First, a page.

The Scrolls of Middle-earth : I. Remembering Elrond's Library
Reading the Epic Tales in Original Form
I. Remembering Elrond's Library
The next time you visit Elrond's house take a left turn out from the Hall of Fire, go across the courtyard and find the entrance to the scriptorium. It is the place where Master Bilbo could be found when he wished to research particular aspects of Middle-Earth lore. In this place, Elrond's library, I would spend hours reading the stories of the First and Second Ages. Practicing patience until I was old enough to take down the most ancient of the scrolls. I untied the thongs, peeled back the cover and with the musty fragrance of aged leather and crinkly paper tickling my attention, I began reading about the ancient heroes and heroines of Beleriand.
It has been over 30 years since those fall weeks in Rivendell reading the scrolls of Tuor, Beren & Luthien, Turin, and others. I devoured those stories after first reading There and Back Again, A Hobbit's Holiday and Frodo the Nine Fingered and the Cracks of Doom. I wish the fans of TheOneRing.net to experience that same sense of grandeur from reading the epics of the First Age of Middle-Earth in their original form. To that end I share the making of three scrolls:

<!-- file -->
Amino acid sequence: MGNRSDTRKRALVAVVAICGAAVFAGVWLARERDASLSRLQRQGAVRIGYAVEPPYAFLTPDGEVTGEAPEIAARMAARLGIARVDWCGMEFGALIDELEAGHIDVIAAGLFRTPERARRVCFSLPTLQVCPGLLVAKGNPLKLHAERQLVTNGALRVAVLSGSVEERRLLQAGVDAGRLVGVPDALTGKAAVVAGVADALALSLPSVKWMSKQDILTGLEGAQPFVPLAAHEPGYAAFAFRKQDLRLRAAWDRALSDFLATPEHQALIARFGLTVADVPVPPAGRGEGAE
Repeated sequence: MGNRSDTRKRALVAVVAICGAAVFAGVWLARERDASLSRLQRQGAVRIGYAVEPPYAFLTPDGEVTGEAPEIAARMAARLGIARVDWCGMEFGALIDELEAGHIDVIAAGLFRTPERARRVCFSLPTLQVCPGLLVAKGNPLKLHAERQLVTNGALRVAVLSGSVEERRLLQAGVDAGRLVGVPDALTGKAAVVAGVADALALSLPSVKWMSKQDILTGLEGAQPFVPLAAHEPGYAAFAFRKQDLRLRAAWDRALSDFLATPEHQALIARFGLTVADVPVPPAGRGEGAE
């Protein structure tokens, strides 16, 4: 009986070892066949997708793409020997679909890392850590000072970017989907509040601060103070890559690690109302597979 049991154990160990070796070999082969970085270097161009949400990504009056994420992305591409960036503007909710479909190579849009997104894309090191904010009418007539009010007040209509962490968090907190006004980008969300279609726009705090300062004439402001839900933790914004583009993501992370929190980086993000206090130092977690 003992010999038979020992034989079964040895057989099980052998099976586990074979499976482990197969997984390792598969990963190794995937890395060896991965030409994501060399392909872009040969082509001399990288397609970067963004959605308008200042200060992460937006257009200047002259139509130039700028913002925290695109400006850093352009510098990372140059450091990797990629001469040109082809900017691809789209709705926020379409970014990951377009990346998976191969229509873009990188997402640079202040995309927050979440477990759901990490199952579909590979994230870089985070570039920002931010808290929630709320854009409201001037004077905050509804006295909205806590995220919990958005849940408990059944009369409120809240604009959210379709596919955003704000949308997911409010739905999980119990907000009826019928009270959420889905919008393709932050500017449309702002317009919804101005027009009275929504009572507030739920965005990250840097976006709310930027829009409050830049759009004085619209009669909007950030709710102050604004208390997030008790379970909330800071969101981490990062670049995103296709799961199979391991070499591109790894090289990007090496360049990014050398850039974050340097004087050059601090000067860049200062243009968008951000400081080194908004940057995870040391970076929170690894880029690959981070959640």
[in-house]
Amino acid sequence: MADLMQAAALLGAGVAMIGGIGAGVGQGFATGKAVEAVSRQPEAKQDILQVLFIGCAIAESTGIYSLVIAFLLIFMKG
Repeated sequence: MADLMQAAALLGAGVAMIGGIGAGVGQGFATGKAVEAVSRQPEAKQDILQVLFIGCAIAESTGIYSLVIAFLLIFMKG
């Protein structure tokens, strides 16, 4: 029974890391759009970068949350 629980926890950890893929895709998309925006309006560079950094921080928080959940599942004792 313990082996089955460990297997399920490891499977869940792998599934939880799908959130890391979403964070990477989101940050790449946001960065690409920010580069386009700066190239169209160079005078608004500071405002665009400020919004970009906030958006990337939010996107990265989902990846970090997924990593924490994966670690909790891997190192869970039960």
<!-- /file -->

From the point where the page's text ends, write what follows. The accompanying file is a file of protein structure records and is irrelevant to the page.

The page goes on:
- Tuor and His Coming to Gondolin.
- The Fall of Gondolin.
- Beren & Luthien and the Silmaril Quest.
I will begin with a physical description of a scroll. That will be followed by discussions of the motivation behind the scroll idea and of editing issues for the Tuor and Beren stories. The article concludes with a note of thanks to the professional artists who, through their art, made the scroll idea worthwhile. Included along the way are several pictures to help you visualize the scrolls and their construction.
NEXT: Description of the Scroll